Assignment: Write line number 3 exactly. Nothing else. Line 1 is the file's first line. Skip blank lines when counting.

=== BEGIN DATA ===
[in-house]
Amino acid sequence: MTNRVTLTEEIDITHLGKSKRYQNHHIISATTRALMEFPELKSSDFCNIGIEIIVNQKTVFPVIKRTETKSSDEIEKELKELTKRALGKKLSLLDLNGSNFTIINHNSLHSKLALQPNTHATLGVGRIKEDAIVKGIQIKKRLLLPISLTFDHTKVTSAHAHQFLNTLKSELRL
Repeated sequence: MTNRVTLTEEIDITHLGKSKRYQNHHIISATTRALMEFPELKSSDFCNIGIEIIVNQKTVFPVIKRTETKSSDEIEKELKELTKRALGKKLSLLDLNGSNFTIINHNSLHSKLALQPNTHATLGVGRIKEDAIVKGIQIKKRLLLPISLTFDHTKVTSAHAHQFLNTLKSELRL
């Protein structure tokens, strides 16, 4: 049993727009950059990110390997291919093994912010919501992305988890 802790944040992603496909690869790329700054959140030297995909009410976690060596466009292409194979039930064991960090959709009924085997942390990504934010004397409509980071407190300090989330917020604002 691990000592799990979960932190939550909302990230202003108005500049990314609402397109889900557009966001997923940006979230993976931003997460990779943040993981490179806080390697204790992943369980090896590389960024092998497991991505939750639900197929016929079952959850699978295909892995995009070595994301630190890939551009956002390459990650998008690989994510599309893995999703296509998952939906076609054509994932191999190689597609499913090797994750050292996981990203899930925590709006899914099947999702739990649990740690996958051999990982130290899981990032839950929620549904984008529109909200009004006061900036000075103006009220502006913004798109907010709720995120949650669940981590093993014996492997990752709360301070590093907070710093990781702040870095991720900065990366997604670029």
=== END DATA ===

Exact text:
Repeated sequence: MTNRVTLTEEIDITHLGKSKRYQNHHIISATTRALMEFPELKSSDFCNIGIEIIVNQKTVFPVIKRTETKSSDEIEKELKELTKRALGKKLSLLDLNGSNFTIINHNSLHSKLALQPNTHATLGVGRIKEDAIVKGIQIKKRLLLPISLTFDHTKVTSAHAHQFLNTLKSELRL